is a blog about design, technology and culture written by Khoi Vinh, and has been more or less continuously published since December 2000 in New York City. Khoi is currently Vice President of User Experience at Wildcard and co-founder of Kidpost. Previously, Khoi was co-founder and CEO of Mixel (acquired by Etsy, Inc.), Design Director of The New York Times Online, and co-founder of the design studio Behavior, LLC. He is the author of “Ordering Disorder: Grid Principles for Web Design,” and was named one of Fast Company’s “fifty most influential designers in America.” Khoi lives in Crown Heights, Brooklyn with his wife and three children. RSS sponsorship opportunities available through /Syndicate Ads.+
Last week I tweeted this eye-opening guide to spotting an ATM skimmer published by the invaluable Snopes.com. Like a lot of people, I’d heard of ATM skimmers before — duplicate card readers and wireless cameras surreptitiously attached to cash machines with the intent of stealing your card number and PIN — but I had no idea what form they actually took. The visual evidence was striking; skimmers are uncanny mimics of the visual language of ATMs. The colors, shapes and peculiar plasticity that we’re all familiar with are faithfully reproduced in their ersatz forms. I had no idea they could blend into a cash machine’s hardware so expertly.
An Ugly Face
While I was surprised, scared and dismayed that I could have at some time in the recent past used a skimmer-outfitted ATM without realizing it, it also occurred to me that in many ways this is more than just a security problem. It’s a design problem too. In fact, design is at the heart of the problem: the thieves who install these skimmers are exploiting a profound flaw in the industrial design of ATMs.
Ask yourself: what exactly are all of those oddly proportioned boxes, varying planes, bizarre joins and strange angles that describe nearly every automated teller machine on the planet? Who among us who uses cash machines actually understands the purpose of all those expertly yet randomly fused-together shapes that are somehow intended to constitute a trustworthy money dispensing device?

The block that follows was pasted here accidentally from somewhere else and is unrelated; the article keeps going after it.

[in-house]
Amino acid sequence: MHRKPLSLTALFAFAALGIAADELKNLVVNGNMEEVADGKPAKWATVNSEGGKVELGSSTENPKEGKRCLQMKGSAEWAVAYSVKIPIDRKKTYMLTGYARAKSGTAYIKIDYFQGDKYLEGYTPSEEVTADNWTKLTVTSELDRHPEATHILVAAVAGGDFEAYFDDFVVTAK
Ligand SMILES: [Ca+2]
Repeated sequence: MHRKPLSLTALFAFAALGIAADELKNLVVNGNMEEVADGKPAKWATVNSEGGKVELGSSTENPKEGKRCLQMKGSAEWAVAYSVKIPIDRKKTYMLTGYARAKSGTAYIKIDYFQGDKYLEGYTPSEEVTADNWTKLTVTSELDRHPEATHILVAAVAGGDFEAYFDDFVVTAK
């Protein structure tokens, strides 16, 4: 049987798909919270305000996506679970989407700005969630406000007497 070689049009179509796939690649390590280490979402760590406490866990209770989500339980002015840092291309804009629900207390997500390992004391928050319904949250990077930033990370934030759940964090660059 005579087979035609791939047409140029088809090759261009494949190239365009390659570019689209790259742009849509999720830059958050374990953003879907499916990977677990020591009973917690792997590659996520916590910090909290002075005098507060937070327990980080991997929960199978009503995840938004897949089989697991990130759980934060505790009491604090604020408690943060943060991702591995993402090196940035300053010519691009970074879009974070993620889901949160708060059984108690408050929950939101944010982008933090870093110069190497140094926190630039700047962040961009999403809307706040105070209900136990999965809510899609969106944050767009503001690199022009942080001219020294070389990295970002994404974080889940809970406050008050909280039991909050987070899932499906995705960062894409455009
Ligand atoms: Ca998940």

The fact of the matter is, the superfluously futuristic form of these machines is so nonsensical, so utterly impractical and useless that even a quickly grafted foreign appendage like a skimmer is indistinguishable from the native hardware. The thieves who designed these admittedly ingenious tools had a much easier job of it because, like the ATMs onto which they’re attached, skimmers don’t have to look like they do anything that you would understand. They just need to look like they might do something you don’t understand.
Banking on Their Laurels
There’s no reason for this, no reason that these ATMs need to look like cast-offs from decades-old sci-fi television shows — except perhaps for the fact that the banking industry has left a gaping vacuum of thought where instead there should be a design vision.
Ironically, the ATM itself is perhaps the banking industry’s last great design achievement, at least according to economist Paul Volcker. The introduction of an an unmanned, relatively secure and continuously available cashier was a genuine advancement in commerce and an improvement to modern life.
The problem is that in the intervening decades since its introduction, the industry has spent all of its energies on things far more superficial, complex and useless: derivatives, credit default swaps and making ATMs look like Transformers among them. All of which has been intended to bamboozle customers into believing that the act of banking is so intricate and advanced that most of us shouldn’t bother trying to comprehend it.
That’s a digression though. More to the point is the question of what an ATM should look like if it shouldn’t look like the ATMs we have today? To begin with, ATM designers should abandon their strategy of intimidating customers through technologically imposing yet incomprehensible forms. Instead, they should focus on simple constructions, fewer planes, fewer parts, and a healthy dose of visual logic. New ATMs should be intuitive in the way that appliances and common tools are; the best designed of these forms communicate what they do at first glance and without ambiguity.
Should they be beautiful? It’s perhaps too much to ask banks to strive for aesthetic beauty in this endeavor because nearly everything they’ve ever produced in the past few decades has been blindingly ugly. The bar for success can be somewhat lower though: a new ATM design need only be simple and succinct enough in its form that it becomes difficult for a thief to attach something as flagrantly malicious as an ATM skimmer to it. It’s not much to ask, but it would be enough.+